Analysis of the accidents in the Ministry's 1996 study revealed a wide variety of immediate causes (collisions, shifting loads, tip-overs), but generally the same root cause: the lack of an effective safety program. Workers were poorly trained; supervision was inadequate; and the work and workplace were not organized with safety in mind. The result was unsafe work practices that made an accident almost inevitable. The development and implementation of a program to address these problems is an obvious first step towards improving powered-lift-truck safety.
While it may be tempting to see truck operators as responsible for accidents and thus better training for them as the way to safe lift truck operations, it is important to recognize that training, although essential, will not be enough to eliminate accidents. To be most effective, operator training should be part of a larger comprehensive powered-lift-truck safety program. This program should include the following elements:
Although the employer is responsible for implementation of the program, it will likely be more effective if all the workplace parties are involved in its development. The joint health and safety committee or health and safety representative, where there is one, along with supervisors and workers should all be involved not only in the development of rules and procedures to prevent injuries, but in identifying the causes of accidents and "near misses", and the monitoring of lift-truck-safety improvements.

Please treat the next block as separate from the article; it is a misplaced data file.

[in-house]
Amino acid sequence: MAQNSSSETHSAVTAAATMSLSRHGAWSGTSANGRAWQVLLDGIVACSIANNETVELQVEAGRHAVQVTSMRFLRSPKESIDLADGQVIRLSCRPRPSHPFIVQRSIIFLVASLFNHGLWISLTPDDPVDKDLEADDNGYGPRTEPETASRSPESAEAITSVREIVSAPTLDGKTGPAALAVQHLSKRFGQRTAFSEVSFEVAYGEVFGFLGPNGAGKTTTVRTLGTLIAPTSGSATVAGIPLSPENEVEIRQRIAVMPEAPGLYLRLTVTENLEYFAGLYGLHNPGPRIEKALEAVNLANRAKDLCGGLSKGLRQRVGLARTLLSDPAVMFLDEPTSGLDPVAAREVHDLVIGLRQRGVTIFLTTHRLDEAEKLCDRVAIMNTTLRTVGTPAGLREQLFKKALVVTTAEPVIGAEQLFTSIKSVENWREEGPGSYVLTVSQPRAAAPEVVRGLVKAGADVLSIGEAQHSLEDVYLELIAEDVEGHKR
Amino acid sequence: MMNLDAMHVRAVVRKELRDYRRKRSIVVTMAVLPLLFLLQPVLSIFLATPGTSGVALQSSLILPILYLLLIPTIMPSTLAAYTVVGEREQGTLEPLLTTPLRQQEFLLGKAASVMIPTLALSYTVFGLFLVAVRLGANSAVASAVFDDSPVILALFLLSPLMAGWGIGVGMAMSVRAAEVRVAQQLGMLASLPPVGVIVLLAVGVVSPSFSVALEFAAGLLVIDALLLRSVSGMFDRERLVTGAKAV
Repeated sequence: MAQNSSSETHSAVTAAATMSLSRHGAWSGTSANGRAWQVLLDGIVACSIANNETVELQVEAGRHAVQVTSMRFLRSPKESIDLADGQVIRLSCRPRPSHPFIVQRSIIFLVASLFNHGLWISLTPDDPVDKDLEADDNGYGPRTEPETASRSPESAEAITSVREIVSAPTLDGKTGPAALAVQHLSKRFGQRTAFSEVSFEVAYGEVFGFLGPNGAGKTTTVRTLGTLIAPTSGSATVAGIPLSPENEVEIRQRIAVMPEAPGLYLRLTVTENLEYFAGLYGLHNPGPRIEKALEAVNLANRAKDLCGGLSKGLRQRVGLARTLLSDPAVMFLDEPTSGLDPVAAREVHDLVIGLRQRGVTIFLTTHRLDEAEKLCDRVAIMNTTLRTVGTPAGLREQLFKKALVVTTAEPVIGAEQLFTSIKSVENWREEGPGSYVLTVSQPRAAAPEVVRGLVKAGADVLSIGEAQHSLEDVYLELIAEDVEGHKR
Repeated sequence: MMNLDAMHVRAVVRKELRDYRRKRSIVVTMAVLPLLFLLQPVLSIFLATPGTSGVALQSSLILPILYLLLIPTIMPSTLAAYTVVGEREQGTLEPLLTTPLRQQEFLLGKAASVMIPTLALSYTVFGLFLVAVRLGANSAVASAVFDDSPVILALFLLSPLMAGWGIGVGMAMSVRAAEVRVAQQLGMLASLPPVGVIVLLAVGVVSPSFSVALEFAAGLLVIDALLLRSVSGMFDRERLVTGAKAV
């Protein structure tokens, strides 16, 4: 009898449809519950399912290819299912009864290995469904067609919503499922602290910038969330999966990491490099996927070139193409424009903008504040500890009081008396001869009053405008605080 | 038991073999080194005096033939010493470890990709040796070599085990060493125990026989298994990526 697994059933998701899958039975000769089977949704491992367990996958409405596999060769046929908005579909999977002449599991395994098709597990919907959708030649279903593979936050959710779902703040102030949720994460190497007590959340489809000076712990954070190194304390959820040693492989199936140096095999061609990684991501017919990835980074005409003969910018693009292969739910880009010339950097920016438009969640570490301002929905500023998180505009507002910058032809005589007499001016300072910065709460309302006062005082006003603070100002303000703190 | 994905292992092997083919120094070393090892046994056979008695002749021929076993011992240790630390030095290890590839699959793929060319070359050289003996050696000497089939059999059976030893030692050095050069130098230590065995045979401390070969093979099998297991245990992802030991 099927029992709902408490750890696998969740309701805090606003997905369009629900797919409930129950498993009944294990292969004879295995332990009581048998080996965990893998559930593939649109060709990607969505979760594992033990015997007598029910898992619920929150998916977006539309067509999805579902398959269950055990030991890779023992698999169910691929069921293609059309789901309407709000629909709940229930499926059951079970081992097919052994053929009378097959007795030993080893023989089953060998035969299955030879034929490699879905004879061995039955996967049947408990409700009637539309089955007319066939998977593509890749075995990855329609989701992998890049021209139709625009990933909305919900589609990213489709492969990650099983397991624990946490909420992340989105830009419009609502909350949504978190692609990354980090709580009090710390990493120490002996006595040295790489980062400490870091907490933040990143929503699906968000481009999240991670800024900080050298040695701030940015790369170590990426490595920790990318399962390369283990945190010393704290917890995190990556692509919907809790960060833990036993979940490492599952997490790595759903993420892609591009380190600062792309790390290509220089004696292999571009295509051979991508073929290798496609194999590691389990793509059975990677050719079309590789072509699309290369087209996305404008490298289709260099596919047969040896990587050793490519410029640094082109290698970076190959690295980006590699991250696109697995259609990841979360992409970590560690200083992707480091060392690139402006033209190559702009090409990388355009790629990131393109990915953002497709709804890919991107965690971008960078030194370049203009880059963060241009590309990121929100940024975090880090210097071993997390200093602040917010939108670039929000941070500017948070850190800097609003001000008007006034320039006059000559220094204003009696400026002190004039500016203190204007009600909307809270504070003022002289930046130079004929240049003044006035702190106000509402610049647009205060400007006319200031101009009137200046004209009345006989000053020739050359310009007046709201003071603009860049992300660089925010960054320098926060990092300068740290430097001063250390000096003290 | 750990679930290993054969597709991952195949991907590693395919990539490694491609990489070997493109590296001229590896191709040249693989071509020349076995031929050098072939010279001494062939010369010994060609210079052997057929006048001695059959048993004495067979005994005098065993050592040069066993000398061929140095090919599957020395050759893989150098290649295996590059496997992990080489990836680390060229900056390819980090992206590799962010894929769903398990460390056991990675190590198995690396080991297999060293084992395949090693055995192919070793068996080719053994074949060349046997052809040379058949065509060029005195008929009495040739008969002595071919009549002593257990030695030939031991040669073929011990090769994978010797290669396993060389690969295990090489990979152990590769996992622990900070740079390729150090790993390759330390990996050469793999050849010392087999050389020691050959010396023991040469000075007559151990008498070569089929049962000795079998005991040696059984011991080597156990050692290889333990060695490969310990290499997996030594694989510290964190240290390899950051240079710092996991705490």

Clause 25(2)(d) of the Occupational Health and Safety Act (OHSA) requires an employer to "acquaint a worker or a person in authority over a worker with any hazard in the work… ." This means that the employer at a workplace where there is a powered lift truck must identify all hazards associated with the truck as it used in the workplace. In practical terms, the following measures and procedures should be carried out:
Both workers and supervisors should be involved in the hazard identification process. It should include a review of information provided by the lift truck's manufacturer, an analysis of work processes and a consideration of accident and injury data. If there is a concern that the workplace does not have sufficient expertise, advice should be sought from the relevant safe workplace association or other safety specialists.
Clause 25(2)(a) of the OHSA places an obligation on an employer to "provide information, instruction and supervision to a worker to protect the health or safety of the worker". Regulation 851 is more specific and states that a lifting device is only to be operated by a competent person. "Competent person" is defined by the OHSA as someone who:
An employer has a clear duty to establish the competence of the worker who is to operate a powered lift truck, either through training or in some other way. What this entails in practice is explained in Section 4 of this Guideline. Through training an operator should learn: the fundamentals of powered lift trucks, how environmental conditions can affect lift-truck performance, basic lift-truck operating skills, and the rules and practices for safe lift-truck operation. The training should include practice sessions, under the supervision of a qualified trainer, on load handling, maneuvering, travelling, stopping, and starting. Appendix III is an outline of the knowledge and skills (in terms of learning outcomes) that a truck operator should acquire through a successful training program. The Canadian Standards Association also has a training standard (Industrial Lift Truck Operator Training B335-94, [updated to B335-04]), which may be useful in designing or evaluating training programs. (View CSA standards)
In addition to ensuring that the operator of a powered lift truck is appropriately trained, an employer has a responsibility to those whose work in the vicinity of a lift truck may place them at risk. The following measures are suggested: